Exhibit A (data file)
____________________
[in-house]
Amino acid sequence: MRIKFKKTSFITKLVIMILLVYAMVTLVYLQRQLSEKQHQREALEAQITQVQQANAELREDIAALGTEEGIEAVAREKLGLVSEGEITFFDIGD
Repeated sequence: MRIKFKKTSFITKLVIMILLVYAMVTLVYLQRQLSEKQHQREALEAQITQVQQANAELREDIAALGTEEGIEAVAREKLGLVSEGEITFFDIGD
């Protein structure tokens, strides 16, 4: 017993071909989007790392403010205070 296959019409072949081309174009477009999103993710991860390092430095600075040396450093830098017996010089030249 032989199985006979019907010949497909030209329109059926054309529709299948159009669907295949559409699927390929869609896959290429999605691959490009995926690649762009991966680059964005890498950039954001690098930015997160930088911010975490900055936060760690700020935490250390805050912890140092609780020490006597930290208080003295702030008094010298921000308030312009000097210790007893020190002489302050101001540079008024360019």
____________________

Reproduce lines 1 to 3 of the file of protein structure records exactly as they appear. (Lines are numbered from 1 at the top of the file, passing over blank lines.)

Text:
[in-house]
Amino acid sequence: MRIKFKKTSFITKLVIMILLVYAMVTLVYLQRQLSEKQHQREALEAQITQVQQANAELREDIAALGTEEGIEAVAREKLGLVSEGEITFFDIGD
Repeated sequence: MRIKFKKTSFITKLVIMILLVYAMVTLVYLQRQLSEKQHQREALEAQITQVQQANAELREDIAALGTEEGIEAVAREKLGLVSEGEITFFDIGD